geekhack Community > Ergonomics

Split and ortholinear did nothing for my RSI

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--- Quote from: Stupidface on Wed, 02 February 2022, 08:33:53 ---
--- Quote from: Scarab on Mon, 31 January 2022, 17:36:46 ---I find I apply pressure on it when resting my wrists on my macbook.

--- End quote ---
...alarmed me somewhat.  It has long been my understanding that resting your wrists on anything whilst you are typing is ill-advised.

--- End quote ---
Especially when the wrists are rested instead of palms!

I think while the keyboard is important, some other factors to consider are desk height, chair height, and the chair arm wrest height.

I developed a mild case of CTS in both hands (also a developer) despite already having an Aeron and an adjustable desk. I switched to a Kinesis Advantage and while the split/concavity did alleviate the issues a bit, I found things to be even further improved when I switched to a Steelcase Gesture. The flagship Steelcase chairs are known to have armwrests with the greatest range of adjustability, and while I do miss the build quality of the Aeron, I am overall encountering less pain during work. For context, my armwrests are adjusted all the way up such that my arms are perpendicular when typing.

Thank you for sharing your experience with RSI and keyboard options. It's important to remember that everyone's experience with RSI is unique and what works for one person may not work for another. It sounds like finding the right posture, taking breaks, and using a vertical mouse were key factors in relieving your symptoms.

It's also worth noting that there is limited scientific evidence to support the use of ergonomic keyboards in preventing or treating RSI. While some people may find relief with these keyboards, others may not. It's important to explore a variety of options and work with a professional to determine the best approach for your specific needs.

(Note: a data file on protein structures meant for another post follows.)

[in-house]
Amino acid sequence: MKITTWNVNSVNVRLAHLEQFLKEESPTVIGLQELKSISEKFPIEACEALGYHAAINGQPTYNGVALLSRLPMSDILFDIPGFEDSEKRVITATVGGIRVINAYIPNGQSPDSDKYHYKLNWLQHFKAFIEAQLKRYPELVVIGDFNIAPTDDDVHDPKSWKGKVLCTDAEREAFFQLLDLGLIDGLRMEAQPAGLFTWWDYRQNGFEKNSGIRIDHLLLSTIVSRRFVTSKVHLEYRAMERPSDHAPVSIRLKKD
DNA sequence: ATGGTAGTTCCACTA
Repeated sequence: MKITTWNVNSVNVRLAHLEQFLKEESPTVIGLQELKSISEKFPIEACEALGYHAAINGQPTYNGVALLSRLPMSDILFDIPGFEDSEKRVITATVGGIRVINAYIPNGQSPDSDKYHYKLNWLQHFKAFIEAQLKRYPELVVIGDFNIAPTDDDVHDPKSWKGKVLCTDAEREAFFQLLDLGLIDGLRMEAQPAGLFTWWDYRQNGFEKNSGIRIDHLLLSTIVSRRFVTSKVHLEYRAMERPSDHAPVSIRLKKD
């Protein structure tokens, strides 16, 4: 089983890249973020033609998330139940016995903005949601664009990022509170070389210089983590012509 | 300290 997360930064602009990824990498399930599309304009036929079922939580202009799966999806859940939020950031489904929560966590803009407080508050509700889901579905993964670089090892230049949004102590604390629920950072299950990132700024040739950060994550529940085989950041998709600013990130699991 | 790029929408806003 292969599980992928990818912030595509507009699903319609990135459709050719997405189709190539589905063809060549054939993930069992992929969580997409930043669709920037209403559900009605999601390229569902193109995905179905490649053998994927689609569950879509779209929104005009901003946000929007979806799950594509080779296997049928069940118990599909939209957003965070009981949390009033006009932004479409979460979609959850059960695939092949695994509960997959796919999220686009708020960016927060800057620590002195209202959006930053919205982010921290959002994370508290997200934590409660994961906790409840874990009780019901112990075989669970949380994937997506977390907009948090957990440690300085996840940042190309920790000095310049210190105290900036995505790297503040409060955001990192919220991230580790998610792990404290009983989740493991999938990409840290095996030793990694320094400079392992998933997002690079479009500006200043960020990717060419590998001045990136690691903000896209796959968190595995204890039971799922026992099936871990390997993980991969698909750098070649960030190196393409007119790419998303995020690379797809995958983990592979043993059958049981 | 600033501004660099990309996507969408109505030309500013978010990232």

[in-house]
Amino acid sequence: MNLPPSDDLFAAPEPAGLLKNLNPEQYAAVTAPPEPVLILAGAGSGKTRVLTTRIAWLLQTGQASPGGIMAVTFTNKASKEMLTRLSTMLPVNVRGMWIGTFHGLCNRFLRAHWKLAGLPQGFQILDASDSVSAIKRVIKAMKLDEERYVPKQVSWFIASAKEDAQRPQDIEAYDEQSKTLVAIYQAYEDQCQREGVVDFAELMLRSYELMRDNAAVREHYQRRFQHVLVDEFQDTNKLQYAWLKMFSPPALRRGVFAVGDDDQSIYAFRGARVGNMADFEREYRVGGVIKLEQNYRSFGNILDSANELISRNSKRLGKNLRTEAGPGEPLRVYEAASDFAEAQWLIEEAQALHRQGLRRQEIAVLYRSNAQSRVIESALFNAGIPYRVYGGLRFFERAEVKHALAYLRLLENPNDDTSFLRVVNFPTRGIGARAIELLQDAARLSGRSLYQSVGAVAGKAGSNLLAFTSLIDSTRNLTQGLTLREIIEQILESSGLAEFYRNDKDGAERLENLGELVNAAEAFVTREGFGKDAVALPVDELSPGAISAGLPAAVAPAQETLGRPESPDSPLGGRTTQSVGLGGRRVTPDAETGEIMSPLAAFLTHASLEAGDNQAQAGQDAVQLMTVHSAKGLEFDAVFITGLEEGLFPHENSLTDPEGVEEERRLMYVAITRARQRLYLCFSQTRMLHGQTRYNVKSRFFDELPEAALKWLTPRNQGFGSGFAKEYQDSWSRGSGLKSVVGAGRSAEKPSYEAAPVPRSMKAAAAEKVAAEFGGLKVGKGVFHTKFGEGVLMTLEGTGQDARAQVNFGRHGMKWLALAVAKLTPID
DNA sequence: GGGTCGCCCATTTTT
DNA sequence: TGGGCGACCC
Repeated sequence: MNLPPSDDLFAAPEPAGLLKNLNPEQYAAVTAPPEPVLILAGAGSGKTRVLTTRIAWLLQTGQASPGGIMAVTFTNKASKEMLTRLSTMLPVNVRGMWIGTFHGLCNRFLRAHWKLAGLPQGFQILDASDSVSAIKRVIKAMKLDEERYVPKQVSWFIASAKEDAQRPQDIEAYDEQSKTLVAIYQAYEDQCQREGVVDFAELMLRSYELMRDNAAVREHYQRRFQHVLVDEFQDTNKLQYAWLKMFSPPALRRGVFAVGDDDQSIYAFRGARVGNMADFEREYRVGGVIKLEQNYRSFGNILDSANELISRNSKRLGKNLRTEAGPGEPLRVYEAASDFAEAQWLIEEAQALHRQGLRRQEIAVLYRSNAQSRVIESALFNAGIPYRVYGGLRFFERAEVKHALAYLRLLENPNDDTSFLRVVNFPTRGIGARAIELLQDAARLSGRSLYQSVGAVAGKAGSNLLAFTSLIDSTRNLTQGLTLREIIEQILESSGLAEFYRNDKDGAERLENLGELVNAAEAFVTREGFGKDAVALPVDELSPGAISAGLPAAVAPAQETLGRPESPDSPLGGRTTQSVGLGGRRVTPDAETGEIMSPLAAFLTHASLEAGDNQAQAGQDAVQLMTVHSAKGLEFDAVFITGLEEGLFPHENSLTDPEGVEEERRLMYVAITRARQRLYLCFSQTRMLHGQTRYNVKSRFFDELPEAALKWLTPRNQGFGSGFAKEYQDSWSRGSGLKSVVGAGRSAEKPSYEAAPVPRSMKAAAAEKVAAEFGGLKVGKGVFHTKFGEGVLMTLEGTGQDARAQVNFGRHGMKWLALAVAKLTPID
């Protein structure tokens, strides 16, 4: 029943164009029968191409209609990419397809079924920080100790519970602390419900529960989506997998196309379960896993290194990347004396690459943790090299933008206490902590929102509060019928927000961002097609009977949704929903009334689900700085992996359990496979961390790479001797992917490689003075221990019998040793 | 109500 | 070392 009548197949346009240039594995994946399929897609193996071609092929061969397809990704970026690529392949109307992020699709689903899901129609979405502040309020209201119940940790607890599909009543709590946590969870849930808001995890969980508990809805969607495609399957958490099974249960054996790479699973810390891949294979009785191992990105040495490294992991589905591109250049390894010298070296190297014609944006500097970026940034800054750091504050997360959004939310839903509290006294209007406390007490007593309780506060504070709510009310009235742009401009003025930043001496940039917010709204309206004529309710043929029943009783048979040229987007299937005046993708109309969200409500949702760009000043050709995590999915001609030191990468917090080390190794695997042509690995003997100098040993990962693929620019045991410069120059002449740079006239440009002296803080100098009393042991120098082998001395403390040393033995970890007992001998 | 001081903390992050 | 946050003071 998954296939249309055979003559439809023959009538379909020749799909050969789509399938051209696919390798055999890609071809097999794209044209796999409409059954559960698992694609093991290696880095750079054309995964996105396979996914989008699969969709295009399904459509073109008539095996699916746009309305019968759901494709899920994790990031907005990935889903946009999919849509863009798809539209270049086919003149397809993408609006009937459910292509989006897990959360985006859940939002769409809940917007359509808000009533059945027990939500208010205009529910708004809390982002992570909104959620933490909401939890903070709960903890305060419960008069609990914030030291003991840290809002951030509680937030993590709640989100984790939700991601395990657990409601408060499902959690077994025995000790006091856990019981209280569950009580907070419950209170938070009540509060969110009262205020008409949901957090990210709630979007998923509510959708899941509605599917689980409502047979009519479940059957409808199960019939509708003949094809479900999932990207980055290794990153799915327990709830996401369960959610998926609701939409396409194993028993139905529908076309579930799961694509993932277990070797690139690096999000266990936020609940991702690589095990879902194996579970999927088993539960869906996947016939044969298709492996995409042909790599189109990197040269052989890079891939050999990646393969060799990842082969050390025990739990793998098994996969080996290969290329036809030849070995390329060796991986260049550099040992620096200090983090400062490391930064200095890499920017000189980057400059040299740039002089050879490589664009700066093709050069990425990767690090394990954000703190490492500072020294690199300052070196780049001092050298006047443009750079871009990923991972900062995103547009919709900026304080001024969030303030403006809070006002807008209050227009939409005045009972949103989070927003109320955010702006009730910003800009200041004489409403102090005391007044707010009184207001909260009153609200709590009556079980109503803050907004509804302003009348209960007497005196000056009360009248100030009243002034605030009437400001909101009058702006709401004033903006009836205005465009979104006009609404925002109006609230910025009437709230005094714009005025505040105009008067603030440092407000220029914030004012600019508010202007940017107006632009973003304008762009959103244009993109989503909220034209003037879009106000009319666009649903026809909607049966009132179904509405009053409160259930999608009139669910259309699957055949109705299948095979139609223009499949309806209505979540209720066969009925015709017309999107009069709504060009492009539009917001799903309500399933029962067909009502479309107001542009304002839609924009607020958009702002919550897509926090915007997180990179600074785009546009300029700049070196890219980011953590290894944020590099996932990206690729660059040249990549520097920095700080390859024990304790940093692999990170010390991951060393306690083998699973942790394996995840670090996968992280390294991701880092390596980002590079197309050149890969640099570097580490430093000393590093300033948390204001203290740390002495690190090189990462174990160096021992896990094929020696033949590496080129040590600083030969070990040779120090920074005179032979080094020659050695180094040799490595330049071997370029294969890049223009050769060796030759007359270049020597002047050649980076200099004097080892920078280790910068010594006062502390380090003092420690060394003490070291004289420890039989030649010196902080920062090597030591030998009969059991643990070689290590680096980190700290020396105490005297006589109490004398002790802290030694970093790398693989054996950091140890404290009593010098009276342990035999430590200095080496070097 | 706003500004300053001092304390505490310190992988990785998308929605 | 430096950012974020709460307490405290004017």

Ultimately, prioritizing your health and well-being should always be the top priority, even if it means sacrificing productivity in the short-term. Taking breaks, practicing good posture, and using ergonomic tools can help prevent RSI and other work-related injuries in the long run.

Something also to make sure you focus on is the angle of your wrists. I second the point about the chair and desk height, you want to make sure you are at a good height where your wrists do not have to bend. The increased height of some ergo boards is not inherently bad, but putting them on a desk where you previously comfortably used a normal keyboard could create bend in your wrists that isn't good.

I think ortho may have helped with hand pain.
Also having at most 1-key modifiers, and pressing the modifier with 1 hand and the actual key with the other, in order to not bend my hands in weird ways.


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